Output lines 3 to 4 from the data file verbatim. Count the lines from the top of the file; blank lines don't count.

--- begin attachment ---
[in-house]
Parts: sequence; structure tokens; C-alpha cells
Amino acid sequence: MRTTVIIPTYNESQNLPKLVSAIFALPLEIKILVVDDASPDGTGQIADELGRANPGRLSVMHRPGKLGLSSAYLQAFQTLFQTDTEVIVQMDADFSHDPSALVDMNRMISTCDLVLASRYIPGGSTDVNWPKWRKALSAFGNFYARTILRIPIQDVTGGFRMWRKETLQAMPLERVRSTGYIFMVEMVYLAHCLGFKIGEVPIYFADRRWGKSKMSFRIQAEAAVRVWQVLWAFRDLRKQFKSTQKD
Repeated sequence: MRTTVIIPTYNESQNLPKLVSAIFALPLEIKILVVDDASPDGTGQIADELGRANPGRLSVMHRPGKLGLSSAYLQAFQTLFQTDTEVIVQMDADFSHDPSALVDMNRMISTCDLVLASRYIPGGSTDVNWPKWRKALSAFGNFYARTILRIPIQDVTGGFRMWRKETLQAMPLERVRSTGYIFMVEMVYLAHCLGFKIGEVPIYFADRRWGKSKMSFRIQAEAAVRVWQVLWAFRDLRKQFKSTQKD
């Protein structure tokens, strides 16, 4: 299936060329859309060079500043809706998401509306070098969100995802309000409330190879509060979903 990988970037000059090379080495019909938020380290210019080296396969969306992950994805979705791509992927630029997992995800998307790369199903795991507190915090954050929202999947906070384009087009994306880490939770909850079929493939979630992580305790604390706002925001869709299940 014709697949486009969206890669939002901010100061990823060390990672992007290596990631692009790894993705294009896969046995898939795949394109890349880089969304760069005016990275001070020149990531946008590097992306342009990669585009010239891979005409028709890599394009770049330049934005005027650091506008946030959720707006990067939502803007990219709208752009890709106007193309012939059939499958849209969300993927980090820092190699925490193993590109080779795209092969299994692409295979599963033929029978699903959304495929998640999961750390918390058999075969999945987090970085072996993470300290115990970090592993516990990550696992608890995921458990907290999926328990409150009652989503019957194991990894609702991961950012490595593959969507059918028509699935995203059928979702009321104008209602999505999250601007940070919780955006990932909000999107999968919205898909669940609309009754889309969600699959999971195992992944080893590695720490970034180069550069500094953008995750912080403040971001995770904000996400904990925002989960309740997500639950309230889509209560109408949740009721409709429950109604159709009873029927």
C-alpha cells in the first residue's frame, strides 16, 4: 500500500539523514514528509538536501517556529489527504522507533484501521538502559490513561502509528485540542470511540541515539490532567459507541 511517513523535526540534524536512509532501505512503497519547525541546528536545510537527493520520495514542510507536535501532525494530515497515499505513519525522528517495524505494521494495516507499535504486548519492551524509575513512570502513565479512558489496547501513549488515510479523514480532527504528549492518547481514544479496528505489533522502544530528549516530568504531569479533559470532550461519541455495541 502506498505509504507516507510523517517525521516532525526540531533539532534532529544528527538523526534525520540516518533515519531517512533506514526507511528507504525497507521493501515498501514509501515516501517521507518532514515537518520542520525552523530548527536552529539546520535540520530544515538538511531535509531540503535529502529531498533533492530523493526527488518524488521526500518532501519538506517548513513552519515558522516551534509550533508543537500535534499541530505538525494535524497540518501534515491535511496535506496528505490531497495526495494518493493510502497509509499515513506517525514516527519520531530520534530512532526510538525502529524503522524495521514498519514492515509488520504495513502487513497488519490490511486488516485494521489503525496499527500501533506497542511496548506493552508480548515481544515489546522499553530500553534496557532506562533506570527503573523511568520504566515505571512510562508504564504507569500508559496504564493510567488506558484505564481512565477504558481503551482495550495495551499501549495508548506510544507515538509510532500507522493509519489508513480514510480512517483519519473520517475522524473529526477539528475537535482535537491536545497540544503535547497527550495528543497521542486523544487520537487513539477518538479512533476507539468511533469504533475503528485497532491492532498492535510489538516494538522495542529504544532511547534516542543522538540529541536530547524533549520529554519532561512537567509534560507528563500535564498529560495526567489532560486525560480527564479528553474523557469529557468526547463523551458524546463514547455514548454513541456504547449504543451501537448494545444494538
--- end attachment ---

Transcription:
Amino acid sequence: MRTTVIIPTYNESQNLPKLVSAIFALPLEIKILVVDDASPDGTGQIADELGRANPGRLSVMHRPGKLGLSSAYLQAFQTLFQTDTEVIVQMDADFSHDPSALVDMNRMISTCDLVLASRYIPGGSTDVNWPKWRKALSAFGNFYARTILRIPIQDVTGGFRMWRKETLQAMPLERVRSTGYIFMVEMVYLAHCLGFKIGEVPIYFADRRWGKSKMSFRIQAEAAVRVWQVLWAFRDLRKQFKSTQKD
Repeated sequence: MRTTVIIPTYNESQNLPKLVSAIFALPLEIKILVVDDASPDGTGQIADELGRANPGRLSVMHRPGKLGLSSAYLQAFQTLFQTDTEVIVQMDADFSHDPSALVDMNRMISTCDLVLASRYIPGGSTDVNWPKWRKALSAFGNFYARTILRIPIQDVTGGFRMWRKETLQAMPLERVRSTGYIFMVEMVYLAHCLGFKIGEVPIYFADRRWGKSKMSFRIQAEAAVRVWQVLWAFRDLRKQFKSTQKD